Re: Jewish name for Isabelle? #general
Stan Goodman <SPAM_FOILER@...>
On Tue, 11 May 2004 00:55:05 UTC, email@example.com (chaikin) opined:
Dear all.After breathing deeply several times, I am moved to make the following
It is not always easy to see how names (or indeed words) change in moving
from one language to another. Specifically, the evolution of "Elisheva" to"Isabel" is not obvious to an English- or Hebrew-speaker, though it may be
more so to a speaker of Spanish. One possibility is that the name passed
through a stage in which a small child, trying her best to get her tongue
around her four-syllable name, managed a simpler three-syllable version that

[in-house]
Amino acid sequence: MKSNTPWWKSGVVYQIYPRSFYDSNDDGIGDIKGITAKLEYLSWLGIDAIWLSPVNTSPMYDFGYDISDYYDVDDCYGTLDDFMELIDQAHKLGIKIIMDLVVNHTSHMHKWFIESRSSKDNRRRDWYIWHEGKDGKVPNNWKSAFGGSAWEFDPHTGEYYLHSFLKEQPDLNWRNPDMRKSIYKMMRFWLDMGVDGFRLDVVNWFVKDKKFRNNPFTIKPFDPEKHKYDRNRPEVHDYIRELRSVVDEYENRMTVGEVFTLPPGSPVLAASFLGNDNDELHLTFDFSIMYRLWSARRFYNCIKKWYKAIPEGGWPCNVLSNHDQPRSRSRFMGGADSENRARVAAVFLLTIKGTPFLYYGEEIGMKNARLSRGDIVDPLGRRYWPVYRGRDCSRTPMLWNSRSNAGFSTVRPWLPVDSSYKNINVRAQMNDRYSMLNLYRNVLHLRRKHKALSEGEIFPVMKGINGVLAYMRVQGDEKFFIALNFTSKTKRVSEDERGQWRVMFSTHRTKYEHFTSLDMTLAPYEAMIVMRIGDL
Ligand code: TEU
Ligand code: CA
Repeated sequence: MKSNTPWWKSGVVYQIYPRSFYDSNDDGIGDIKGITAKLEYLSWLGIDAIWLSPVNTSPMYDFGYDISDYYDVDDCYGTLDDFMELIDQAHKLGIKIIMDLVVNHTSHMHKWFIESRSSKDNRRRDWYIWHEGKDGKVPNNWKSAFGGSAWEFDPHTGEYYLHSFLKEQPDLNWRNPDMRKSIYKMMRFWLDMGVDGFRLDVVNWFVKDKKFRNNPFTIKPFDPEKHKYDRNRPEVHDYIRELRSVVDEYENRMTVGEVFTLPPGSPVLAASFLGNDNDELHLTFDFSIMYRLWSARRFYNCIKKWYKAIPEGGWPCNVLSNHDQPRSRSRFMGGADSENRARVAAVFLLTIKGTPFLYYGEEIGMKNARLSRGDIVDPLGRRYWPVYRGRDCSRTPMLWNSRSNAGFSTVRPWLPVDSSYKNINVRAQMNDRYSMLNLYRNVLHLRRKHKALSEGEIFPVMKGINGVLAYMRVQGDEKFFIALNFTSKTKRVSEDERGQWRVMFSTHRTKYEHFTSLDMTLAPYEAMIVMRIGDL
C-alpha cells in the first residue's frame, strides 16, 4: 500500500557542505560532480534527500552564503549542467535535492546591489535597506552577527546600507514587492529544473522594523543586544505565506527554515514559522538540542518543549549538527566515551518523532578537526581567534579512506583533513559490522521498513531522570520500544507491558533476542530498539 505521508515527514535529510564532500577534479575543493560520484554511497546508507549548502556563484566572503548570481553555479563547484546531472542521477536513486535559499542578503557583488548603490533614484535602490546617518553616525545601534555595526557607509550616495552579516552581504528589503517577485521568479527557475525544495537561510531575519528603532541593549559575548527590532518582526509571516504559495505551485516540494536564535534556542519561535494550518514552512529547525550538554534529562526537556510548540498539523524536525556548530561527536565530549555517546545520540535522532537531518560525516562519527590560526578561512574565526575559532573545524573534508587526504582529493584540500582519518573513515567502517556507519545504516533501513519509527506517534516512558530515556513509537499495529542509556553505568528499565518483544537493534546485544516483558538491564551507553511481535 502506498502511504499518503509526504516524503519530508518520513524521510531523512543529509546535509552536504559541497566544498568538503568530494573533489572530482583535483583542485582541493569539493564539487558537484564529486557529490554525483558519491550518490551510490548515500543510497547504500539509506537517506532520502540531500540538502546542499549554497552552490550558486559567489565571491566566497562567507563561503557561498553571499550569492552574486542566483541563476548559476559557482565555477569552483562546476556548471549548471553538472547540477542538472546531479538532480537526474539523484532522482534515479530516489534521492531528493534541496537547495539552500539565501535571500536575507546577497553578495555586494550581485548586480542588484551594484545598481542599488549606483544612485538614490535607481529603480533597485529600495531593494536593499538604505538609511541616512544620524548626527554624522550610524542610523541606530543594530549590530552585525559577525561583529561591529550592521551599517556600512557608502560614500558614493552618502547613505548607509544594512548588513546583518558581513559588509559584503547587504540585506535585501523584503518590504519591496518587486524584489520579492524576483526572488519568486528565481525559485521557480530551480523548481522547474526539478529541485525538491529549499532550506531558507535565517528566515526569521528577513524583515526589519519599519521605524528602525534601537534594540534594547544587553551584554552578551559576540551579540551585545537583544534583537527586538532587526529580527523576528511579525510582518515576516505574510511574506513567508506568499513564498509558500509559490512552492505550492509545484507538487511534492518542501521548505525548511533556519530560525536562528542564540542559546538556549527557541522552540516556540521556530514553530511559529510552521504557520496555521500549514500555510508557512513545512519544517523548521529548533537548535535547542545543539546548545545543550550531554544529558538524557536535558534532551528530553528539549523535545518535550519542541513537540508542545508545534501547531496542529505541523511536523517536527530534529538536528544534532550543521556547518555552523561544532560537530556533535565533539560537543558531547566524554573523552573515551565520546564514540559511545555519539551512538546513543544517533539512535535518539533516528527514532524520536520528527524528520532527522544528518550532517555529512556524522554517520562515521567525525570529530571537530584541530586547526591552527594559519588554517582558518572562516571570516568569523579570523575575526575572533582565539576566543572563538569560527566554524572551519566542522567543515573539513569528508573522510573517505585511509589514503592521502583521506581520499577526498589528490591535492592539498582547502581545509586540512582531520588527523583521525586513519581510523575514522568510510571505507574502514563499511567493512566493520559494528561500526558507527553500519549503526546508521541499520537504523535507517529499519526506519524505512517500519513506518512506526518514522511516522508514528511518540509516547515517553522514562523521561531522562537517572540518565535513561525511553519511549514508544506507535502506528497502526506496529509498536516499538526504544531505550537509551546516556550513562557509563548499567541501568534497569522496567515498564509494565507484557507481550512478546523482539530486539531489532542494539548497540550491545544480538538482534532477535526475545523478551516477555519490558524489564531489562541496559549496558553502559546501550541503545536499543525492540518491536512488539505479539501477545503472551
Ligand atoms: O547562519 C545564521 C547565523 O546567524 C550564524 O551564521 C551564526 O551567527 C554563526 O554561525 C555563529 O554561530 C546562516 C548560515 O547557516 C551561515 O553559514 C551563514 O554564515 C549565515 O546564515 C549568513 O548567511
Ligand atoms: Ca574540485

stuck with her through life. It may be worthwhile to note that, you can get
from "Elisheva" to "Isabel" by moving the "L" >from the first syllable to thelast (as a small child might do), and remembering that "B" and "V" phonemes
are indistinguishable in many of the languages of the Mediterranean basin
(Spanish, Greek, Hebrew).
The bottom line is that there is no connection whatever between "Isabel" and
"Jezebel", either linguistically or historically.
Stan Goodman, Qiryat Tiv'on, Israel
NEACHOWICZ/NOACHOWICZ, NEJMAN/NAJMAN, SURALSKI: >from Lomza Gubernia
ISMACH: >from Lomza Gubernia, Galicia, and Ukraina
HERTANU, ABRAMOVICI, LAUER: >from Dorohoi District, Romania
GRISARU, VATARU: >from Iasi, Dorohoi, and Mileanca, Romania
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